The Global Financial Crisis unleashed changes in the operating and regulatory environments for large international banks. This paper proposes a novel taxonomy to identify and track business model evolution for the 30 Global Systemically Important Banks (G-SIBs). Drawing from banks’ reporting, it identifies strategies along four dimensions –consolidated lines of business and geographic orientation, and the funding models and legal entity structures of international operations. G-SIBs have adjusted their business models, especially by reducing market intensity. While G-SIBs have maintained international orientation, pressures on funding models and entity structures could affect the efficiency of capital flows through the bank channel.
Metodij Hadzi-Vaskov and Mr. Luca A Ricci
This study investigates the nonlinear relationship between public debt and sovereign credit ratings, using a wide sample of over one hundred advanced, emerging, and developing economies. It finds that: i) higher public debt lowers the probability of being placed in a higher rating category; ii) the negative debt-ratings relationship is nonlinear and depends on the rating grade itself; and iii) the identified nonlinearity explains the differential impact of debt on ratings in advanced economies versus in emerging markets and developing economies. These results hold for both gross debt and net debt, and are robust to alternative dependent variable definitions, analytical techniques, and empirical specifications. These findings underscore the potential for fiscal consolidation in helping countries achieve a better credit rating.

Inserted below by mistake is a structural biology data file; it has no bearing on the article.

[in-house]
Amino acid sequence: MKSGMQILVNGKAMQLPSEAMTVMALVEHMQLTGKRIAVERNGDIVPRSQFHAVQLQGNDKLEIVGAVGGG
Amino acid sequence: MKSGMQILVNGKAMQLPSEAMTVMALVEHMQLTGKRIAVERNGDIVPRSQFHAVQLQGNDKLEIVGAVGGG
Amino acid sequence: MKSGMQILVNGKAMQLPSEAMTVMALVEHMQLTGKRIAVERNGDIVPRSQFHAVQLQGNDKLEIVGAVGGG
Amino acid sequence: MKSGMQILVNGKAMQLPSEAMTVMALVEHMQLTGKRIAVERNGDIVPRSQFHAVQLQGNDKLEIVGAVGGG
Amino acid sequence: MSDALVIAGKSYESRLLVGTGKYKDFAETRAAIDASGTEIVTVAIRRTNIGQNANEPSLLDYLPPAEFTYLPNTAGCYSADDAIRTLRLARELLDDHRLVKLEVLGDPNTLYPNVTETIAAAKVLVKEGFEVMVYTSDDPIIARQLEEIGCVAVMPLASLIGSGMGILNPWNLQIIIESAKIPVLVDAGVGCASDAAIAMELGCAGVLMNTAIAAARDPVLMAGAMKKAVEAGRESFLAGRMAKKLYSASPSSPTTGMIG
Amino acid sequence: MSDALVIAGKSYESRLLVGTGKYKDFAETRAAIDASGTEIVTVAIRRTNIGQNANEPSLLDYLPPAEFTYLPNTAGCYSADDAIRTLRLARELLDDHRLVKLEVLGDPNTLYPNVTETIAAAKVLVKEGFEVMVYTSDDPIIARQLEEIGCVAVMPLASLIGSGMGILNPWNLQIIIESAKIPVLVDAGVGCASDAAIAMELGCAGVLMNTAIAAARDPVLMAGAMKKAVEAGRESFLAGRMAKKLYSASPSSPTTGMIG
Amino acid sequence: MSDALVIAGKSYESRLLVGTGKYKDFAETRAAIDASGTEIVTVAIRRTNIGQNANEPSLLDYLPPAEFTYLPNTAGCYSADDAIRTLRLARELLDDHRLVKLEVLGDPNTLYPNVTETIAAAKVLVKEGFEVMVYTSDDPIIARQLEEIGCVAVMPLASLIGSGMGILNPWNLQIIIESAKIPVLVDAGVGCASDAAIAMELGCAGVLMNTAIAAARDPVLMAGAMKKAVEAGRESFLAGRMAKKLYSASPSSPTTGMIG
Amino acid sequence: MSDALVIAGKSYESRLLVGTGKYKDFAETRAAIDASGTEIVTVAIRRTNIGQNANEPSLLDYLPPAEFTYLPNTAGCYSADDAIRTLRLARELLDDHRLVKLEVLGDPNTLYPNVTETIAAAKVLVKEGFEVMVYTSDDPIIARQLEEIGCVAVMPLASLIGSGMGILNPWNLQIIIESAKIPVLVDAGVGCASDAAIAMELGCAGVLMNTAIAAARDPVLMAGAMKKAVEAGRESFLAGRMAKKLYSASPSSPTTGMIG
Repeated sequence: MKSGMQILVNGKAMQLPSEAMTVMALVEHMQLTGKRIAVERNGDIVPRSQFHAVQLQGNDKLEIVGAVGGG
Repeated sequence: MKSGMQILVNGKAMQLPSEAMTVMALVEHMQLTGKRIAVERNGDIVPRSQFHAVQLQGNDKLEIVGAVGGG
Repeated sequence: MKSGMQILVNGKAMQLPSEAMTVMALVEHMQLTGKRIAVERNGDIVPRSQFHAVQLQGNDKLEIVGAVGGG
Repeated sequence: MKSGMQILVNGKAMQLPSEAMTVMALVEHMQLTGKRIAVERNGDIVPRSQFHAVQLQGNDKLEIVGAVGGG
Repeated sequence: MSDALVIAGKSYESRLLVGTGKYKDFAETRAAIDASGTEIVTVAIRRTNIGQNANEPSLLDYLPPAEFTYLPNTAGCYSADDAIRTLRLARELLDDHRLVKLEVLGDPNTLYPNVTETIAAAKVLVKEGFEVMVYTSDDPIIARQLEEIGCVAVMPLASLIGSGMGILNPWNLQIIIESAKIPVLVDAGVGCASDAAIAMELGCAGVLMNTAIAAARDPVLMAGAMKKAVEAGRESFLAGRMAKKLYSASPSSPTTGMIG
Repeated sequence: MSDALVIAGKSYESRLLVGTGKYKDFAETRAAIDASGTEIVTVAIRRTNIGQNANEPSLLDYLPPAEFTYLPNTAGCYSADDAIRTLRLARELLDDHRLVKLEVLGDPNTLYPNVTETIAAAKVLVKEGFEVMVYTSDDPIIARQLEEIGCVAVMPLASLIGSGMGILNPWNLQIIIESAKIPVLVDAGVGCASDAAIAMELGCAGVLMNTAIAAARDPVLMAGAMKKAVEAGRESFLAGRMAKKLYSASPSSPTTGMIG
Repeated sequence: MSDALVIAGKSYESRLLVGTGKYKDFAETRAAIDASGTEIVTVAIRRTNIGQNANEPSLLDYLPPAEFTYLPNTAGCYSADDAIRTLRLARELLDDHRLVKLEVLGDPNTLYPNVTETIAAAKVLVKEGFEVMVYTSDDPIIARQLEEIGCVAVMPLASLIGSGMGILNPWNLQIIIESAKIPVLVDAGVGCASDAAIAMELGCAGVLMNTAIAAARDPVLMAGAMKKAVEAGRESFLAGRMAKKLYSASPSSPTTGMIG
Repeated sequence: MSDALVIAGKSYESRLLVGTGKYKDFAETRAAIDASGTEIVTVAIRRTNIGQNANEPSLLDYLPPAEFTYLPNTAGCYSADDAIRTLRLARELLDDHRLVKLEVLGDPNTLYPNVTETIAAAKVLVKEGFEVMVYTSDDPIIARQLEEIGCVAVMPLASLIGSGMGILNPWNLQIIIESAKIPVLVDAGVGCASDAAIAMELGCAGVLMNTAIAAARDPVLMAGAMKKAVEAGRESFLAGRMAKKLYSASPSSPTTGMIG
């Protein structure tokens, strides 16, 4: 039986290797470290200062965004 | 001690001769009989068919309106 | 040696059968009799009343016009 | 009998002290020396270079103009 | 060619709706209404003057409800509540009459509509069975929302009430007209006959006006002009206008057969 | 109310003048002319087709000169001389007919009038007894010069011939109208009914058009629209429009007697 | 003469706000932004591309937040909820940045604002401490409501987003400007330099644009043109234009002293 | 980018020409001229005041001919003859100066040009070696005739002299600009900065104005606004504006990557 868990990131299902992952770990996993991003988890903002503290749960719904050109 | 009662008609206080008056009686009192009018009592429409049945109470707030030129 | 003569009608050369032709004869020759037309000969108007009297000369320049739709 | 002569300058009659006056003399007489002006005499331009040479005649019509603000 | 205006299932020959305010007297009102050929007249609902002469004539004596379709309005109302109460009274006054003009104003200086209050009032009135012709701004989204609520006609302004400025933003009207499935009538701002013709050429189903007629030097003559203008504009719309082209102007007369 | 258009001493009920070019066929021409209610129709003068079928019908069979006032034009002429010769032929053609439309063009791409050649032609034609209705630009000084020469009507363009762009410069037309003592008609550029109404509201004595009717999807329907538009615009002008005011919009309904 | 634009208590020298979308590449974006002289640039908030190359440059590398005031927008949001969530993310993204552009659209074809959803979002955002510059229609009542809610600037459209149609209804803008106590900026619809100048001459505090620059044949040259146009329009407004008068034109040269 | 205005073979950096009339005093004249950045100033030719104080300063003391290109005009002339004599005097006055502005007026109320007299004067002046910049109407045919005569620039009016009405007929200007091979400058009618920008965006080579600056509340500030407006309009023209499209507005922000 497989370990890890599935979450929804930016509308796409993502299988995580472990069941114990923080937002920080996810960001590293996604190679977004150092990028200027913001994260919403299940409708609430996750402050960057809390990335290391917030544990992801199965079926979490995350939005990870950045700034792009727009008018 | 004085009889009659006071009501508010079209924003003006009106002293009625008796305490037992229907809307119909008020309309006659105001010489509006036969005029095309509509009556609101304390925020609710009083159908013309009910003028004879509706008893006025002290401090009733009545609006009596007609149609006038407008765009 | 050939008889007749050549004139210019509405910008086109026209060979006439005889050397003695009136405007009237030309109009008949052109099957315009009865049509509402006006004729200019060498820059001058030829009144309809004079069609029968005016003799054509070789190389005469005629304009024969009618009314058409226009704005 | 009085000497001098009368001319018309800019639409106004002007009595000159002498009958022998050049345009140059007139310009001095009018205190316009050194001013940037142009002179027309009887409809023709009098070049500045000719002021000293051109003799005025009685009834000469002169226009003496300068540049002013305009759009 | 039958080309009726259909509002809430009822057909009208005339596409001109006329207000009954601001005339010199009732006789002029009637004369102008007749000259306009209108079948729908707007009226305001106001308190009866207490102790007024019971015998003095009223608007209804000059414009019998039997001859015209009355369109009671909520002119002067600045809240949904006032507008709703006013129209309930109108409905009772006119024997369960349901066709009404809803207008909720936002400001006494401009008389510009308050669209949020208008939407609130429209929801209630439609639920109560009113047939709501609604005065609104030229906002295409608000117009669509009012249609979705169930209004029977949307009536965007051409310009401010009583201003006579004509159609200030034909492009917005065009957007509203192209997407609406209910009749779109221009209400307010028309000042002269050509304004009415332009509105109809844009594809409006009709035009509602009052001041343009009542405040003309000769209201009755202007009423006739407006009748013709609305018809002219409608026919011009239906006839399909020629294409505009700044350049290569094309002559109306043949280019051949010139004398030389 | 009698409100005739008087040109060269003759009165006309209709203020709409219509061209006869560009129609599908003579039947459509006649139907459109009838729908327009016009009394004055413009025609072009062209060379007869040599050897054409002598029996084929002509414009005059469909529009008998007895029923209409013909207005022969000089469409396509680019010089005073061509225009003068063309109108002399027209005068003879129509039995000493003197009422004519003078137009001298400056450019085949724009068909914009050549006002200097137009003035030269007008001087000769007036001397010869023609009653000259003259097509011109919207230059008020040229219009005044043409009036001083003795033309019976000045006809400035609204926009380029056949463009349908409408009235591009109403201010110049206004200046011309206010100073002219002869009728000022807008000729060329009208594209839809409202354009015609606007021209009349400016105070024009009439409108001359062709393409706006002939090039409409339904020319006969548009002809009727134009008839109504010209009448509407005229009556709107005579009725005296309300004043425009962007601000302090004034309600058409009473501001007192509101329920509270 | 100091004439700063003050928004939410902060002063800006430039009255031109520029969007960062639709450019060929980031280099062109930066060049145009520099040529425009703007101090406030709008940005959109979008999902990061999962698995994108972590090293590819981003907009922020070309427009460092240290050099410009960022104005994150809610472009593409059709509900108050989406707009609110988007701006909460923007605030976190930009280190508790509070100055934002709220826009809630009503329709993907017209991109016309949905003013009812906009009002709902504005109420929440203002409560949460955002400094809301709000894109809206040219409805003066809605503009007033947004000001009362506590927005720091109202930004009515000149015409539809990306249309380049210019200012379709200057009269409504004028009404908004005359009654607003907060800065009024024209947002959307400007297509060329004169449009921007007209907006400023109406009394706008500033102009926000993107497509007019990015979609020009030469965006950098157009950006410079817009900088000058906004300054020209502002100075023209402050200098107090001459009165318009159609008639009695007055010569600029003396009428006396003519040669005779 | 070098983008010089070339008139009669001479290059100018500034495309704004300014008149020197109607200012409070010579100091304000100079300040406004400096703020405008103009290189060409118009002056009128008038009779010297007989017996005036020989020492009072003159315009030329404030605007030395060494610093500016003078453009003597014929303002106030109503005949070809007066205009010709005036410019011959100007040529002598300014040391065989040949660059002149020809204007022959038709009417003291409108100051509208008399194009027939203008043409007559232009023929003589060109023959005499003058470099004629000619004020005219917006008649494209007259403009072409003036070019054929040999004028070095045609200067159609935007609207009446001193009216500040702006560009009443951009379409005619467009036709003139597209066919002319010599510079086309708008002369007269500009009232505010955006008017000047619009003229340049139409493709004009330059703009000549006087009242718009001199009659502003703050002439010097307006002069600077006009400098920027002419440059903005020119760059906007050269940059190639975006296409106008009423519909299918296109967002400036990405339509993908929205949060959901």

Thorvardur Tjoervi Olafsson
This paper develops a small open economy model where global and domestic liquidity is intermediated to the corporate sector through two financial processes. Investment banks intermediate cross-border credit through interlinked debt contracts to entrepreneurs and commercial banks intermediate domestic savings to liquidity constrained final good producers. Both processes are needed to facilitate development of key production inputs. The model captures procyclical investment bank leverage dynamics, global liquidity spillovers, domestic money market pressures, and macrofinancial linkages through which shocks propagate across the two processes, affecting spreads and balance sheets, as well as the real economy through investment and working capital channels.
Mr. Tamim Bayoumi

Abstract

There have been numerous books examining the 2008 financial crisis from either a U.S. or European perspective. Tamim Bayoumi is the first to explain how the Euro crisis and U.S. housing crash were, in fact, parasitically intertwined. Starting in the 1980s, Bayoumi outlines the cumulative policy errors that undermined the stability of both the European and U.S. financial sectors, highlighting the catalytic role played by European mega banks that exploited lax regulation to expand into the U.S. market and financed unsustainable bubbles on both continents. U.S. banks increasingly sold sub-par loans to under-regulated European and U.S. shadow banks and, when the bubbles burst, the losses whipsawed back to the core of the European banking system. A much-needed, fresh look at the origins of the crisis, Bayoumi’s analysis concludes that policy makers are ignorant of what still needs to be done both to complete the cleanup and to prevent future crises.